METHODS: This paper is part of a larger ethnographic study conducted by the author, which is based on 13-months of participant observation and interviews in a residential treatment center for children in the Midwestern U.S. More than 1500 hours of participant observation of 78 consenting mental health workers were conducted during work shifts, which included direct interactions with clients in the residential milieu, group psychotherapy, staff meetings, and trainings. Tentative understandings in regard to the above research question were developed primarily through participant observation of 152 staff meetings, and checked and refined through 35 semi-structured interviews with key informants. In the iterative process of theory building characteristic of ethnography, these theories were checked and refined again through informal conversations with key informants.
RESULTS: Mental health workers in all positions within the agency routinely participated in a recognizable pattern of interaction during staff meetings and informal conversations characterized by an exchange of interpretations of the “meaning” of clients' behaviors, followed by the suggestion of competing strategies for intervention based on these interpretations. These interactions, which workers found at times helpful and at other times frustratingly time-consuming, were the primary way that clients and their problems were discussed and formal decisions were made about how to best intervene at key decision points. Workers' willingness and ability to participate in this hermeneutic process constituted one form of expertise recognized in this setting. This interactional process also constituted a form of clinical eclecticism, characterized by deliberations about which interventions to employ given the meanings attributed to the behaviors identified as problematic.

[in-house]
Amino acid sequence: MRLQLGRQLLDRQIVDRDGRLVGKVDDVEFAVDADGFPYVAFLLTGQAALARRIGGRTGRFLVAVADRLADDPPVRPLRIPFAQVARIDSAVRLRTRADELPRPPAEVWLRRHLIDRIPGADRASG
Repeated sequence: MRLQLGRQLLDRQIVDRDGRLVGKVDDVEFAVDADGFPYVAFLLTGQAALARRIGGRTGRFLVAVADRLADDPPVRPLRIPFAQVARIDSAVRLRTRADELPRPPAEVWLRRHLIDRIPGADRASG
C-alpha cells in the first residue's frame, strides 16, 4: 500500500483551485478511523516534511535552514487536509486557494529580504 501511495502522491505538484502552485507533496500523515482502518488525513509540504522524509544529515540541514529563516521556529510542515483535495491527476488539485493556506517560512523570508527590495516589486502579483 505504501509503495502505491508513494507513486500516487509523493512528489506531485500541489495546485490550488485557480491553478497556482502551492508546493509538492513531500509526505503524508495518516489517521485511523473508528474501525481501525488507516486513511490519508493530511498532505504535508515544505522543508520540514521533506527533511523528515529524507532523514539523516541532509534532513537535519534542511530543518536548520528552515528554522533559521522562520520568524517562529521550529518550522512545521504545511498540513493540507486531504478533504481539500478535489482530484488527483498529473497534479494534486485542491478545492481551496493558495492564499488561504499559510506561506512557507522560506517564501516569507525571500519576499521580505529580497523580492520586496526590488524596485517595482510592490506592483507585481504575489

IMPLICATIONS: The interactive process of decision-making described here suggests: 1) Models of evidence-based practice that view clinical decision-making primarily as a process undertaken by a worker and client may be at odds with existing organizational-level practices of collective decision-making. 2) This may be particularly true if those practices of collective decision-making privilege the matching of intervention strategies to the “meanings” of clients' behaviors, and when these hermeneutic interactions are a key site where workers' expertise is both enacted and evaluated. 3) The successful implementation of prescriptive models for clinical decision-making requires a thorough understanding of existing organizational practices of decision-making and their role in organizational culture.